Editor's Note

To Each, Our Own

Tom Sullivan

Photo courtesy Tom Sullivan

Tom Sullivan

Over the holidays, my Aunty Sue, visiting from Honolulu, loaned me her library book called Adventures in Darkness by Tom Sullivan, an American singer, actor and writer. When he was born prematurely in 1947, Sullivan was given oxygen, which saved his life, but destroyed his eyesight. Sullivan’s autobiography, subtitled “Memoirs of an Eleven-Year-Old Blind Boy,” describes a pivotal summer during which he was suspended from the Perkins School for the Blind after escaping campus in a most memorable way. (Perkins is a few miles from Boston, and the escape involved a rowboat and, ahem, the Coast Guard.)

A boarding student at Perkins since age 5, Sullivan sought freedom not because Perkins was a terrible place, but because of the otherness of a school exclusively for children who were blind. Banished for the summer, Sullivan found himself separated again — this time by a protective fence around the family home and yard. From the perspective of an active, intelligent, lonely child, the fence didn’t keep the world’s dangers out as much as it kept him in. He spent the summer trying, with the help of his colorful father, to literally get outside the fence while also tearing down symbolic fences his mother and well-meaning others thought were for his own good.

I won’t give away the ending, but Sullivan later speaks about the Americans with Disabilities Act (ADA), and how he’d thought it would tear down those symbolic fences. He concluded that while the ADA helped in some ways such as improving accessibility, a lot of mental fences remain among well-intentioned folks who believe people with disabilities need to be protected and separated.

A day after finishing Adventures in Darkness, I watched a short CNN film called All-American Family. Twenty-year-old Kaleb is the only member of the Pedersen family who can hear. His parents and siblings were born deaf and are well-loved members of the large Deaf community in their hometown of Pleasanton, Calif. Kaleb acknowledges that he wishes he’d been born deaf, too: “I feel like the odd one out,” he said. He feels he can never fully be part of the Deaf community and culture. His younger brother Zane once tried a hearing aid and loved being able to hear. But he eventually gave it up, saying he realized “it wasn’t the most popular idea” in the Deaf community.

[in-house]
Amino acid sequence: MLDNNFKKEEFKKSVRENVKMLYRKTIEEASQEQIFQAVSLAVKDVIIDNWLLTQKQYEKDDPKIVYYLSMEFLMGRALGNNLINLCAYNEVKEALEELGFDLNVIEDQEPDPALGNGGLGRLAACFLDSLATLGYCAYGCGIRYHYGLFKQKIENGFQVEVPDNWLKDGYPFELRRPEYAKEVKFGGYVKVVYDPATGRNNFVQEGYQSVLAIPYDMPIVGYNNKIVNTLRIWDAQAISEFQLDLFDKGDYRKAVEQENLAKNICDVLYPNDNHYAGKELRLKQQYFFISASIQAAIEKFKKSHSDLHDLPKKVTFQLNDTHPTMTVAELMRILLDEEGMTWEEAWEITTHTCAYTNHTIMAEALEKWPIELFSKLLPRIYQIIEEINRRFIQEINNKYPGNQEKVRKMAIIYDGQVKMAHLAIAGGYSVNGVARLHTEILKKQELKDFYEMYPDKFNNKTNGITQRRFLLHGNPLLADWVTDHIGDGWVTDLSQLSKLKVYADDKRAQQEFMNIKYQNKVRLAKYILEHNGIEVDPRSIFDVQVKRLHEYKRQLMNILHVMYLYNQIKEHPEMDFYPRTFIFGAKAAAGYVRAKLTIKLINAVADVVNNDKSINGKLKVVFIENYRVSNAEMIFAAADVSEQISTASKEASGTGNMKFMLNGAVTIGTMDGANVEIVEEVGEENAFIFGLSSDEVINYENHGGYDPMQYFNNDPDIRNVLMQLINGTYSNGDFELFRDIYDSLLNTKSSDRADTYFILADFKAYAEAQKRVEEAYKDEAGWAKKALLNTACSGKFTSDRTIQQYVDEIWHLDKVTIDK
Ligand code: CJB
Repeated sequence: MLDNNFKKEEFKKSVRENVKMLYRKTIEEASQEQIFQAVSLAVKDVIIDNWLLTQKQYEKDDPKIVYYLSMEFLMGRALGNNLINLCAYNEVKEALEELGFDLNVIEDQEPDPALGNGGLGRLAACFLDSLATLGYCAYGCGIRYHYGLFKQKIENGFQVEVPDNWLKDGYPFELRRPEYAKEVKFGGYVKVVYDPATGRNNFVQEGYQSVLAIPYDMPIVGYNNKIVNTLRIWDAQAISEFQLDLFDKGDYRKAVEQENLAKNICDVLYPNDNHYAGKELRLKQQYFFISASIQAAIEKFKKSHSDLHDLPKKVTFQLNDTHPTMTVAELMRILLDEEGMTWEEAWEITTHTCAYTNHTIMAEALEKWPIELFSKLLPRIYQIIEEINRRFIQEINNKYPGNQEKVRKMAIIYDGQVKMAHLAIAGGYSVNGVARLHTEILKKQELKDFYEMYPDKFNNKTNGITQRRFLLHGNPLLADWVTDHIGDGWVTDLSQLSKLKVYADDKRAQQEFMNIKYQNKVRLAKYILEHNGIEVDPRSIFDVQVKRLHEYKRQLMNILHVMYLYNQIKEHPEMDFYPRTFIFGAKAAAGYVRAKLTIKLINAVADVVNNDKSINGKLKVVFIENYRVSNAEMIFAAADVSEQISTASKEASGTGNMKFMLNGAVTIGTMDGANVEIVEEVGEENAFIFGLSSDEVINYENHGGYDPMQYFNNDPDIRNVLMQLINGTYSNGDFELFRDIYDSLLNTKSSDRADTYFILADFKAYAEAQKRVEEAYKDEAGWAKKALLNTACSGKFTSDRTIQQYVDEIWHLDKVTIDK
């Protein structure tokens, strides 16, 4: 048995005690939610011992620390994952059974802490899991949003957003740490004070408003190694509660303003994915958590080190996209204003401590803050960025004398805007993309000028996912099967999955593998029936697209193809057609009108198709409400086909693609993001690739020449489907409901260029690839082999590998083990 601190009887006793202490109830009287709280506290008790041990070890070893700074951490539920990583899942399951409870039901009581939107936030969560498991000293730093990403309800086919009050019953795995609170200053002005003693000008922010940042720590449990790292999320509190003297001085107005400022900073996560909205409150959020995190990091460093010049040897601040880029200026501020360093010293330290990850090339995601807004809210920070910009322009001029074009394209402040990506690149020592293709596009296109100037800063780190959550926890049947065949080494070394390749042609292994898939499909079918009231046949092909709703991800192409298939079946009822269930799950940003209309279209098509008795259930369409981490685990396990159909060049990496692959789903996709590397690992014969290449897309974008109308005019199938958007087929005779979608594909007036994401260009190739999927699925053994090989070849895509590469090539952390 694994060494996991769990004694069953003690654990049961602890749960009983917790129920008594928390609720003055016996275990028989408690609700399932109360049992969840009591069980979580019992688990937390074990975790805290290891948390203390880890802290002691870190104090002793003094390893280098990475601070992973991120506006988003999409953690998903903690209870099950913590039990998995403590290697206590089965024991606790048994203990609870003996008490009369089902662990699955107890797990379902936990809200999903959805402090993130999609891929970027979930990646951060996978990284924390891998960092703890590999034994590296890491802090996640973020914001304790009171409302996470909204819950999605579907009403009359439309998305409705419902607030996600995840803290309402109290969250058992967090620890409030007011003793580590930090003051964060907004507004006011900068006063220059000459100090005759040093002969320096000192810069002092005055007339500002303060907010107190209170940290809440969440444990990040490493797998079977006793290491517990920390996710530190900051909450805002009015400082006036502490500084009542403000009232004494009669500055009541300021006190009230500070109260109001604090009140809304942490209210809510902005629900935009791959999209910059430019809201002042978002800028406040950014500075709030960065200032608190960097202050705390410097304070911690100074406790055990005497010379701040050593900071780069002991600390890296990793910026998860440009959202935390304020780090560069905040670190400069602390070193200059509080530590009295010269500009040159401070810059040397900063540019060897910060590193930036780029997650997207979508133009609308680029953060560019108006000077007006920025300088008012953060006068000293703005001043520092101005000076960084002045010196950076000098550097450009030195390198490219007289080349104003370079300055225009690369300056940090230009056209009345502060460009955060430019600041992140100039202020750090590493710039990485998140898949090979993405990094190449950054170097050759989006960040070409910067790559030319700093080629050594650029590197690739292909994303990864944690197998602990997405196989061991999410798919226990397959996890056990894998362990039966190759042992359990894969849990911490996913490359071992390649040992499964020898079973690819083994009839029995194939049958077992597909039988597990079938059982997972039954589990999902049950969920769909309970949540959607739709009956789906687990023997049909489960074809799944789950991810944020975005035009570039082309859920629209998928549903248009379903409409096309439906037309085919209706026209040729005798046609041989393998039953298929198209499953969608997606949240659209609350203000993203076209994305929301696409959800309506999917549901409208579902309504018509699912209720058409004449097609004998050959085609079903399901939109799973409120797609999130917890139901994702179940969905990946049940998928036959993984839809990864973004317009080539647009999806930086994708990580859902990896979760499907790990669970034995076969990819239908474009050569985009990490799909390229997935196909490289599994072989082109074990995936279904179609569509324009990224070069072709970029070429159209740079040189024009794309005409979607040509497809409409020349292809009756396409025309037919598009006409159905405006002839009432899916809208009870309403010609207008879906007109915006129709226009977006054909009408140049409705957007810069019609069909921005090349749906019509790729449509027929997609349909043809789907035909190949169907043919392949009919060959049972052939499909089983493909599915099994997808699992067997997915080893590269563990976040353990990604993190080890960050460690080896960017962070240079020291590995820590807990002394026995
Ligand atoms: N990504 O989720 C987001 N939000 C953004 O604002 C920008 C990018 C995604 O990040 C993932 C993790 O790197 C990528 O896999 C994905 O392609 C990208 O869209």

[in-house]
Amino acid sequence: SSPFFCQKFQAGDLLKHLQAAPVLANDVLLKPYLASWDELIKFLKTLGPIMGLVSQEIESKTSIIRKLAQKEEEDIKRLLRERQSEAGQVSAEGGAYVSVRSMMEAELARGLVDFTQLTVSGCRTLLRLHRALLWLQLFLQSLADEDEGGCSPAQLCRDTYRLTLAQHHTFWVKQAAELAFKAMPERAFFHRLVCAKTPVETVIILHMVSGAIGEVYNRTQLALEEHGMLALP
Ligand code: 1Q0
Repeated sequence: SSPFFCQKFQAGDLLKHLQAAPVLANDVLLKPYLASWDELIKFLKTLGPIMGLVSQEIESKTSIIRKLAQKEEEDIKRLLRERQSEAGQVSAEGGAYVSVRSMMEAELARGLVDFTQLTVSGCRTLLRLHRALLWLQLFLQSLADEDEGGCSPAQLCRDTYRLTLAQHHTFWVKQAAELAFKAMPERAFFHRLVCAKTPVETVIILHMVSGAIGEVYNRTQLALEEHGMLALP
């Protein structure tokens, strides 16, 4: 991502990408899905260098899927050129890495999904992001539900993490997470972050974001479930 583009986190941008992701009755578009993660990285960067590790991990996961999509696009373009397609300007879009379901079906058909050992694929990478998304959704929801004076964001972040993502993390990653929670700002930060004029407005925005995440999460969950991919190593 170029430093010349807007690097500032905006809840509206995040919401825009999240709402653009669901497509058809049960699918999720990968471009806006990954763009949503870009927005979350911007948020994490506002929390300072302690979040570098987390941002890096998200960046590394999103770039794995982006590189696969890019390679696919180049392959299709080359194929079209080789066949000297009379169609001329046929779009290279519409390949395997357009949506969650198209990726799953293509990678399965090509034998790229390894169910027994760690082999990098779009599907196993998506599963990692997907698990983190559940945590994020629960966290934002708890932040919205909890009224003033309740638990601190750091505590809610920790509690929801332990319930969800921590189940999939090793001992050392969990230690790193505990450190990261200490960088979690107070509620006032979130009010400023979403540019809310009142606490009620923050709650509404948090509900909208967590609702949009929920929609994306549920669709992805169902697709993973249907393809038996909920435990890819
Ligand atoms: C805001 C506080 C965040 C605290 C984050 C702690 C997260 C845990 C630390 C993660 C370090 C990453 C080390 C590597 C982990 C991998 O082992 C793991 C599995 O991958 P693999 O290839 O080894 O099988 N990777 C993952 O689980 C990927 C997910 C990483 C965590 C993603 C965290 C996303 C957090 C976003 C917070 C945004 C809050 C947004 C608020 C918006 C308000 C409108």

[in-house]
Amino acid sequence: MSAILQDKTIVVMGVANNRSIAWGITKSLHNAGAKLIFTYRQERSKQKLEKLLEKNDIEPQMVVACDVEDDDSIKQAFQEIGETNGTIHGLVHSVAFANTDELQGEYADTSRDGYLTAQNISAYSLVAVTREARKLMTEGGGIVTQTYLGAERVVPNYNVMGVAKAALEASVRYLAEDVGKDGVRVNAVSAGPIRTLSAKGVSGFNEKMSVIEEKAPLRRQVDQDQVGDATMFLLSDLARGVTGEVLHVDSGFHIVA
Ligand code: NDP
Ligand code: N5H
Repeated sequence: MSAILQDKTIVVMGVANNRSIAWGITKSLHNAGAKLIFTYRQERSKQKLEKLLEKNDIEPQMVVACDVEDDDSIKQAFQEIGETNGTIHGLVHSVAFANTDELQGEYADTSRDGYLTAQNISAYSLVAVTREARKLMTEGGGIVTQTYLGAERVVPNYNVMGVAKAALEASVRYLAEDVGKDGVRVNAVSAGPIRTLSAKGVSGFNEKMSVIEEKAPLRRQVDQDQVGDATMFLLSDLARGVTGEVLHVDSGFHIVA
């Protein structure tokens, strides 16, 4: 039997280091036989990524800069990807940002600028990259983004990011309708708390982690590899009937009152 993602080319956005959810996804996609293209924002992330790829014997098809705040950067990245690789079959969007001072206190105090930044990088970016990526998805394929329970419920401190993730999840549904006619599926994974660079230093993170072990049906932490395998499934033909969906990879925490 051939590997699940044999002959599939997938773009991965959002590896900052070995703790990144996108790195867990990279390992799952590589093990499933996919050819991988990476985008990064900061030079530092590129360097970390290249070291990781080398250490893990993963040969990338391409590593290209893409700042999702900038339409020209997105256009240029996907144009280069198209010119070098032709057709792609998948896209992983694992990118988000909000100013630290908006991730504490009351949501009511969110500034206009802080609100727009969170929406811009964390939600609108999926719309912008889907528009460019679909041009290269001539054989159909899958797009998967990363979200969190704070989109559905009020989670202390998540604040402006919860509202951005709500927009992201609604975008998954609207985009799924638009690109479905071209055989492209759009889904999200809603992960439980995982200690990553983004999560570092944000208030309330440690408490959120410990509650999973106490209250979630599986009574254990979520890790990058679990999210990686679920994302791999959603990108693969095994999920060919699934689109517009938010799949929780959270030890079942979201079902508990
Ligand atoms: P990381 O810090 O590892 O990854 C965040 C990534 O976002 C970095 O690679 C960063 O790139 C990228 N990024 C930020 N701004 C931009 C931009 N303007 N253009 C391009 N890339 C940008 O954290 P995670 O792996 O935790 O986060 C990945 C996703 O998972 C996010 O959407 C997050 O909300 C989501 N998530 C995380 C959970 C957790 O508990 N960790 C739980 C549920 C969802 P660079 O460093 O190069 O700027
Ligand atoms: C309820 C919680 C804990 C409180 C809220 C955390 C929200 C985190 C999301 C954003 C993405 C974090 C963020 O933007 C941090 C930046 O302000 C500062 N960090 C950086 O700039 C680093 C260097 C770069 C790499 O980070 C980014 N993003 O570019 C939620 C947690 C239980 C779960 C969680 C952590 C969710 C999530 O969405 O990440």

The Pedersens do not consider deafness a disability, and they don’t think there is anything “wrong” with them. Mother Jamie says she felt she had given Zane “the greatest gift” upon realizing he was deaf.

Having just read Tom Sullivan’s book, it was interesting to learn that at least some in the Deaf community are fine with some separation — at least enough to enable them to form, nurture and love their own Deaf culture. The two perspectives, Tom Sullivan’s and the Pedersen family’s, seemed at such odds.

Then I realized: Isn’t this just called “being human”? We make our own choices — to marry or not, to have children or not, to follow a faith or not, to follow in our family’s footsteps or to forge our own paths, or to adopt something in between.

Why should our perceptions on disability be any less unique? Why should we all have to think the same way or want the same thing? And especially, why should all people with disabilities want the same thing, when they’re all unique individuals?

Thus begins another year of appreciating not just the individual nature of complex rehab technology, but also the right of individual clients to be, well, individual. However you personally choose to celebrate it, with resolutions for improvement or by resolutely avoiding those traditions, have a happy new year.

This article originally appeared in the January 2016 issue of Mobility Management.

About the Author

Laurie Watanabe is the editor of Mobility Management. She can be reached at lwatanabe@1105media.com.

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